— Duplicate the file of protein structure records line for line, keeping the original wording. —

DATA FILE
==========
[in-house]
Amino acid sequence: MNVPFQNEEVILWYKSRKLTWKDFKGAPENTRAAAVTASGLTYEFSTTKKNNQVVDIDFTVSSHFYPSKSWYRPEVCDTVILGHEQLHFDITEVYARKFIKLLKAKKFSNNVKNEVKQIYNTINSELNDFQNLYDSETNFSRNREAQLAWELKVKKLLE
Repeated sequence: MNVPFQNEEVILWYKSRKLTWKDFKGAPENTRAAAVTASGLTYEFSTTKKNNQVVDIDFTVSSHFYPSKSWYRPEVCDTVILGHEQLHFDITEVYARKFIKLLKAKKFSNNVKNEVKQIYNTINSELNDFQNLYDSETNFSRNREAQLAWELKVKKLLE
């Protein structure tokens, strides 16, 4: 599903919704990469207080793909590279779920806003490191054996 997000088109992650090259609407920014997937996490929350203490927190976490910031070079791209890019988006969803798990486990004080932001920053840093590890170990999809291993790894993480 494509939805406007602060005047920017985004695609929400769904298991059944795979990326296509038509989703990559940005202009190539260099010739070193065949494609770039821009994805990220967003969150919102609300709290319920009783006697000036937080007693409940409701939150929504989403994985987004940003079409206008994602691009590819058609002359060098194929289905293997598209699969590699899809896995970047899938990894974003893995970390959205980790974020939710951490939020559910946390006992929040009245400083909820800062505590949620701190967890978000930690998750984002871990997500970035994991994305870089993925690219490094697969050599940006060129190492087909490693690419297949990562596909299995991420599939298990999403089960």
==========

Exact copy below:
[in-house]
Amino acid sequence: MNVPFQNEEVILWYKSRKLTWKDFKGAPENTRAAAVTASGLTYEFSTTKKNNQVVDIDFTVSSHFYPSKSWYRPEVCDTVILGHEQLHFDITEVYARKFIKLLKAKKFSNNVKNEVKQIYNTINSELNDFQNLYDSETNFSRNREAQLAWELKVKKLLE
Repeated sequence: MNVPFQNEEVILWYKSRKLTWKDFKGAPENTRAAAVTASGLTYEFSTTKKNNQVVDIDFTVSSHFYPSKSWYRPEVCDTVILGHEQLHFDITEVYARKFIKLLKAKKFSNNVKNEVKQIYNTINSELNDFQNLYDSETNFSRNREAQLAWELKVKKLLE
């Protein structure tokens, strides 16, 4: 599903919704990469207080793909590279779920806003490191054996 997000088109992650090259609407920014997937996490929350203490927190976490910031070079791209890019988006969803798990486990004080932001920053840093590890170990999809291993790894993480 494509939805406007602060005047920017985004695609929400769904298991059944795979990326296509038509989703990559940005202009190539260099010739070193065949494609770039821009994805990220967003969150919102609300709290319920009783006697000036937080007693409940409701939150929504989403994985987004940003079409206008994602691009590819058609002359060098194929289905293997598209699969590699899809896995970047899938990894974003893995970390959205980790974020939710951490939020559910946390006992929040009245400083909820800062505590949620701190967890978000930690998750984002871990997500970035994991994305870089993925690219490094697969050599940006060129190492087909490693690419297949990562596909299995991420599939298990999403089960």